Mathworld's discussion of the Gamma function has the pleasant formula:

$$ \frac{\Gamma(\frac{1}{24})\Gamma(\frac{11}{24})}{\Gamma(\frac{5}{24})\Gamma(\frac{7}{24})} = \sqrt{3}\cdot \sqrt{2 + \sqrt{3}} $$

This may have been computed algorithmically, according to the page. So I ask how one might derive this?

My immediate thought was to look at $(\mathbb{Z}/24\mathbb{Z})^\times = \big( \{ 1,5,7,11 \big| 13, 17, 19 , 23 \}, \times \big)$ where $1,5,7,11$ are relatively prime to 24. And the other half?

We could try to use the mirror formula $$ \Gamma(z) \Gamma(1-z) = \frac{\pi}{\sin(\pi z)} $$ or the Euler beta integral but nothing has come up yet: $$ \int_0^1 x^a (1-x)^b \, dx = \frac{\Gamma(a) \Gamma(b)}{\Gamma(a+b)} $$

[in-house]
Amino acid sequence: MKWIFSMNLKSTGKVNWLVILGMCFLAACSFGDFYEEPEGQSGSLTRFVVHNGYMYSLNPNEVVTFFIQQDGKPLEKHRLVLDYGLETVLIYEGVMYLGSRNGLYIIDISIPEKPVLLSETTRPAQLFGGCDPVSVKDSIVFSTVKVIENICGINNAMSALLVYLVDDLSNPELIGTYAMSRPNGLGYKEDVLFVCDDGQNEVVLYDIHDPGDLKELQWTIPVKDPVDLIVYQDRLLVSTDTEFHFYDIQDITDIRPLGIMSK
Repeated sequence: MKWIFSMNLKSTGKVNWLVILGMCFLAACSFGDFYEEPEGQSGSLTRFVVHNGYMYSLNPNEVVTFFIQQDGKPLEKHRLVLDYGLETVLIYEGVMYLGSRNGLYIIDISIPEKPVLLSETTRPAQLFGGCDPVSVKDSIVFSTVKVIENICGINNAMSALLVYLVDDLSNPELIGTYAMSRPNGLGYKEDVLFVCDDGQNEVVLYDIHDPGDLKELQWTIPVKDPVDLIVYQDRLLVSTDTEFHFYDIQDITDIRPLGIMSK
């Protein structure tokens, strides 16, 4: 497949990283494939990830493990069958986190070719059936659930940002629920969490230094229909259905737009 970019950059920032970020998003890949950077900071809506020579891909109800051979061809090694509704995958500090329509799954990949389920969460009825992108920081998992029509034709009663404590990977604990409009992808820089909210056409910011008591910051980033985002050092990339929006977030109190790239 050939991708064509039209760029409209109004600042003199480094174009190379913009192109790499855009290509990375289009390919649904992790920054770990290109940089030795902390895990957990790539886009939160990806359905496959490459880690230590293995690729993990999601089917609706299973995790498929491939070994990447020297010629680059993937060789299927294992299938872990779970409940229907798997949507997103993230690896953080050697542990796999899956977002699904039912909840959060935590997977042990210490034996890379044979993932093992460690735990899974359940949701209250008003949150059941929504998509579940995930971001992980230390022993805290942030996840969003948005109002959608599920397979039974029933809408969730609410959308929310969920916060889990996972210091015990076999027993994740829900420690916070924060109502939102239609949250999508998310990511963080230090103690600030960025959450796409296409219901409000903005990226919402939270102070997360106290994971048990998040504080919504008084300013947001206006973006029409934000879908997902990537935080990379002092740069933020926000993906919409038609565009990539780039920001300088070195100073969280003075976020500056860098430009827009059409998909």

I am lucky the period integral of some Riemann surface will be the ratio of Gamma functions: $$ \int_0^1 (x - a)^{1/12} (x - 0)^{11/12} (x - 1)^{-5/12} (x - d)^{-7/12} \, dx $$ these integrals appear in the theory of hypergeometric function

In light of comments, I found a paper of Benedict Gross and the paper of Selberg and Chowla

$$ F( \tfrac{1}{4},\tfrac{1}{4};1;\tfrac{1}{64}) = \sqrt{\frac{2}{7\pi}} \times \left[\frac{ \Gamma(\frac{1}{7})\Gamma(\frac{2}{7})\Gamma(\frac{4}{7}) }{ \Gamma(\frac{3}{7})\Gamma(\frac{5}{7})\Gamma(\frac{6}{7}) }\right]^{1/2} $$

so in our case we are looking at quadratic residues mod 12. However, however it does not tell us that LHS evaluates to RHS.